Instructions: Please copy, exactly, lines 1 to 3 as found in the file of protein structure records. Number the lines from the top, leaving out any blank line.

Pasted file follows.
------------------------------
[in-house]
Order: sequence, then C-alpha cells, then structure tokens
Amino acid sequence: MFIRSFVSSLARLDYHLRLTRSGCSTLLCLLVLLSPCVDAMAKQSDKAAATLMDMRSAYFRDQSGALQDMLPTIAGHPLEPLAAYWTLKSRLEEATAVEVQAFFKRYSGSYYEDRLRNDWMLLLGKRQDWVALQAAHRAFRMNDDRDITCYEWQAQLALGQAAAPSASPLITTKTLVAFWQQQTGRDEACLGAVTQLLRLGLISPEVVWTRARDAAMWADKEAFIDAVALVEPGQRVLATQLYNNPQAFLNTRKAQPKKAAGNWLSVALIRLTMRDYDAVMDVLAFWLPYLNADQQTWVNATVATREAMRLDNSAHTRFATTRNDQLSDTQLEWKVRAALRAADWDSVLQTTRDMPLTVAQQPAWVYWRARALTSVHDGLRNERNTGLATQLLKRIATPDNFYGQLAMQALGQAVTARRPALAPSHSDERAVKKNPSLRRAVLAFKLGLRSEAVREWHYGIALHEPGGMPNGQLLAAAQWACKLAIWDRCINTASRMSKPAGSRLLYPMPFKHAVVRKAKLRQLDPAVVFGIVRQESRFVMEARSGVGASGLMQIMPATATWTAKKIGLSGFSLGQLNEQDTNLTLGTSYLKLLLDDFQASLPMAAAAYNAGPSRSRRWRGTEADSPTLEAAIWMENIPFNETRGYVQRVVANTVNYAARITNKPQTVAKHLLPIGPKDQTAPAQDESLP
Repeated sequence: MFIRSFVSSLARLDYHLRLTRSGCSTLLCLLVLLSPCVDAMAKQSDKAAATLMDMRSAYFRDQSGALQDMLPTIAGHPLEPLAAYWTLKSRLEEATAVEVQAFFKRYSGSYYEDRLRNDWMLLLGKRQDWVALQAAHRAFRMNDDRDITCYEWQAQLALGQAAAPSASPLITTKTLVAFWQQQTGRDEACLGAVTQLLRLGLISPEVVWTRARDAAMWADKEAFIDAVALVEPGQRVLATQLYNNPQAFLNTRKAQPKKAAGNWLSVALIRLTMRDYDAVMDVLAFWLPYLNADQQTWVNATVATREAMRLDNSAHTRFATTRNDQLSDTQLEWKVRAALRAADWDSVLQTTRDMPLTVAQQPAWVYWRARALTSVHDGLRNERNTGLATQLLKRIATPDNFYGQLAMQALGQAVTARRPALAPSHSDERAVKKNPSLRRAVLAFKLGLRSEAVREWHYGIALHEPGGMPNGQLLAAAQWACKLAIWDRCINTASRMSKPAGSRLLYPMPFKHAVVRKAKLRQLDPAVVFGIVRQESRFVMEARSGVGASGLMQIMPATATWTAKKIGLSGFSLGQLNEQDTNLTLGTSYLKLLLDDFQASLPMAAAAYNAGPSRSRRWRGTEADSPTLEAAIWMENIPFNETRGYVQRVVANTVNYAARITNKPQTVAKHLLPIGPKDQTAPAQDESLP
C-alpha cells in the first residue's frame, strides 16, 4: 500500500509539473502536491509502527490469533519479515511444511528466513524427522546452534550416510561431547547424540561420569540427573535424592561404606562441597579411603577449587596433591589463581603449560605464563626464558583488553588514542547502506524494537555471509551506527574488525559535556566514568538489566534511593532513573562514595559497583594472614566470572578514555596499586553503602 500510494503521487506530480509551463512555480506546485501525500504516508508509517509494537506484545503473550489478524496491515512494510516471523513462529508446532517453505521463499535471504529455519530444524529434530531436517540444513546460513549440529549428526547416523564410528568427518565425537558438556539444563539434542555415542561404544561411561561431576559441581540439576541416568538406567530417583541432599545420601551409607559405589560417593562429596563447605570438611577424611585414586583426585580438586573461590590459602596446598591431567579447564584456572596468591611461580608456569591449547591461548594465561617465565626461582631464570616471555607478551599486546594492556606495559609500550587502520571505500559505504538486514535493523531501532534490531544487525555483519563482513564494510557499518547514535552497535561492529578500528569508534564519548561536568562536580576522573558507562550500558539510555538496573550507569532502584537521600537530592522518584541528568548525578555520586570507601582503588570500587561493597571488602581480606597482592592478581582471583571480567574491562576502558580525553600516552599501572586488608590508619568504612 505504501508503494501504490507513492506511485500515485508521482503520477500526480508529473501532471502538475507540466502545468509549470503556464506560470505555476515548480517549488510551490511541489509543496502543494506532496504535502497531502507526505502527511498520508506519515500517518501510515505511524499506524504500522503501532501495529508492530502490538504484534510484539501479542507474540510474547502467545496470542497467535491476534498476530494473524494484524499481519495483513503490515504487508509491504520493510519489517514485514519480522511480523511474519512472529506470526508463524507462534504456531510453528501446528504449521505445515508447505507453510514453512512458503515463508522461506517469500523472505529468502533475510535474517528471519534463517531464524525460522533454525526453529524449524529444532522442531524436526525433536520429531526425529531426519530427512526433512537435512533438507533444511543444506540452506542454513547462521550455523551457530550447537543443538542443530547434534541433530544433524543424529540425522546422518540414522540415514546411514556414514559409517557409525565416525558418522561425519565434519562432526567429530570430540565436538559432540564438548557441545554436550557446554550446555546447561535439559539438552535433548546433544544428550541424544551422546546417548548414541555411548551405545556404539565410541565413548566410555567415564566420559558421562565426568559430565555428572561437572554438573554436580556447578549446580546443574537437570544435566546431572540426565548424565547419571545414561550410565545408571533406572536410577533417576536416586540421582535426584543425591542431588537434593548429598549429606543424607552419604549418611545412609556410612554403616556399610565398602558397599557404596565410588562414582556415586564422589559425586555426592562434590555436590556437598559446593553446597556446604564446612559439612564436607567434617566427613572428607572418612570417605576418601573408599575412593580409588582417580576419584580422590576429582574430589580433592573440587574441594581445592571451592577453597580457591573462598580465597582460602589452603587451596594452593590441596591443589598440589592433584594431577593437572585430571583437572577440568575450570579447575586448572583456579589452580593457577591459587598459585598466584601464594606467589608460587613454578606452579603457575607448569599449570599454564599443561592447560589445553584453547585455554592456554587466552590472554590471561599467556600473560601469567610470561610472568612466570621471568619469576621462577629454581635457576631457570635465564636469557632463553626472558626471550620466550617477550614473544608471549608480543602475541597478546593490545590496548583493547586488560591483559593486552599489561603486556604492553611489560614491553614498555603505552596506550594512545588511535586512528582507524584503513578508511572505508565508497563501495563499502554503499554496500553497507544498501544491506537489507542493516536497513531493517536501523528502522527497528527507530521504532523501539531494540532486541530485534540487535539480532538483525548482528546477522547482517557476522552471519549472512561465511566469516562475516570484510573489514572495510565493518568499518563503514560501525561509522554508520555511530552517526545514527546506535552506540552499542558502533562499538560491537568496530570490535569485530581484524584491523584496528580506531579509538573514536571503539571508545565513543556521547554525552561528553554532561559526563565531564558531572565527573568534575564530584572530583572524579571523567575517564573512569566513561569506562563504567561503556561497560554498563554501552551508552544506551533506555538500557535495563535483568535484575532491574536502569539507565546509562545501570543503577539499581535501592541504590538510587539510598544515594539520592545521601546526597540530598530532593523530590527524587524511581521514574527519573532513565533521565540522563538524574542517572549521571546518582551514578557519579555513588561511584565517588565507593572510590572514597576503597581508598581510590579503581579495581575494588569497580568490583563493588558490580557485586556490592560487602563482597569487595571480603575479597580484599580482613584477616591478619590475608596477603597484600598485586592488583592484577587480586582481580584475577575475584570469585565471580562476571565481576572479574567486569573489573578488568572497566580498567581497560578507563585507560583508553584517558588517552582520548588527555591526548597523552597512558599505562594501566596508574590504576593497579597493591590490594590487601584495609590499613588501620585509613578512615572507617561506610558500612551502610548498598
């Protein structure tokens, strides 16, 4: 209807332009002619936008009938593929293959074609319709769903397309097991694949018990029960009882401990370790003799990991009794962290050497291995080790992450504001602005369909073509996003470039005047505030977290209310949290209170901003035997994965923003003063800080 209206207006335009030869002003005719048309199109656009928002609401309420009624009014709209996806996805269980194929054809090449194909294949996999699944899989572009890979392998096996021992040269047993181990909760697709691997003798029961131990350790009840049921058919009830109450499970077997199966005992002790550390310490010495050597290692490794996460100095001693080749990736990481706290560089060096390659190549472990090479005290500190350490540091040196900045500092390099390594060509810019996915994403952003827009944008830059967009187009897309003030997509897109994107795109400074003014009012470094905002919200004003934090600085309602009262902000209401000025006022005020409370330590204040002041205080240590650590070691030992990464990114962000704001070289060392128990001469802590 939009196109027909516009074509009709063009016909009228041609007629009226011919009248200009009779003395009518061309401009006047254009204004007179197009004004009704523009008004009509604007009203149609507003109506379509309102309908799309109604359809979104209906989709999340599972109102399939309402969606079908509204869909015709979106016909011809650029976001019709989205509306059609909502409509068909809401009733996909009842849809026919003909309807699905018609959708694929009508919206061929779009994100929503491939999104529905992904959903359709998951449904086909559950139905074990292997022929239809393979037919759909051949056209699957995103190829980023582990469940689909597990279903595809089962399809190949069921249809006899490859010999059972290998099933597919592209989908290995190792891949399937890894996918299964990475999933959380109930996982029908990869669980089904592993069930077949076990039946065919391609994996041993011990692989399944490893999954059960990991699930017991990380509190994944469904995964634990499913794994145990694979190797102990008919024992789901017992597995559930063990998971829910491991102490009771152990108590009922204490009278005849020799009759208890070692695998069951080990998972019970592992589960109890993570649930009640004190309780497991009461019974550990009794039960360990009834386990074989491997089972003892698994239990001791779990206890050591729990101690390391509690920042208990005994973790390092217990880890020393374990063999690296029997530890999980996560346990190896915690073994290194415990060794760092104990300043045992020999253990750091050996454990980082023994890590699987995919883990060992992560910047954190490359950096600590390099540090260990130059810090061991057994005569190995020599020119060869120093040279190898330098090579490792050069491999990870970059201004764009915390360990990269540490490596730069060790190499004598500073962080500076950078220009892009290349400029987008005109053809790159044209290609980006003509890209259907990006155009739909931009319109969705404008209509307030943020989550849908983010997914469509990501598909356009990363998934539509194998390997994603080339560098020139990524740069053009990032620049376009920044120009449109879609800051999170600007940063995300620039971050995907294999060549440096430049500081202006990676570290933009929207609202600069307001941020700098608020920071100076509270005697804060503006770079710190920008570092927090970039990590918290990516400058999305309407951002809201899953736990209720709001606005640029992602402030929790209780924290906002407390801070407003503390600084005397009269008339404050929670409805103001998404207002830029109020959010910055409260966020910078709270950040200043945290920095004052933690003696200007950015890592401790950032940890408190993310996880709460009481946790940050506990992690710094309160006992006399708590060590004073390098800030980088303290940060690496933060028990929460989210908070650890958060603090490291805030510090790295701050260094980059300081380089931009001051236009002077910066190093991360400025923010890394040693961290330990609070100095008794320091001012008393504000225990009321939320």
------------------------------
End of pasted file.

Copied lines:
[in-house]
Order: sequence, then C-alpha cells, then structure tokens
Amino acid sequence: MFIRSFVSSLARLDYHLRLTRSGCSTLLCLLVLLSPCVDAMAKQSDKAAATLMDMRSAYFRDQSGALQDMLPTIAGHPLEPLAAYWTLKSRLEEATAVEVQAFFKRYSGSYYEDRLRNDWMLLLGKRQDWVALQAAHRAFRMNDDRDITCYEWQAQLALGQAAAPSASPLITTKTLVAFWQQQTGRDEACLGAVTQLLRLGLISPEVVWTRARDAAMWADKEAFIDAVALVEPGQRVLATQLYNNPQAFLNTRKAQPKKAAGNWLSVALIRLTMRDYDAVMDVLAFWLPYLNADQQTWVNATVATREAMRLDNSAHTRFATTRNDQLSDTQLEWKVRAALRAADWDSVLQTTRDMPLTVAQQPAWVYWRARALTSVHDGLRNERNTGLATQLLKRIATPDNFYGQLAMQALGQAVTARRPALAPSHSDERAVKKNPSLRRAVLAFKLGLRSEAVREWHYGIALHEPGGMPNGQLLAAAQWACKLAIWDRCINTASRMSKPAGSRLLYPMPFKHAVVRKAKLRQLDPAVVFGIVRQESRFVMEARSGVGASGLMQIMPATATWTAKKIGLSGFSLGQLNEQDTNLTLGTSYLKLLLDDFQASLPMAAAAYNAGPSRSRRWRGTEADSPTLEAAIWMENIPFNETRGYVQRVVANTVNYAARITNKPQTVAKHLLPIGPKDQTAPAQDESLP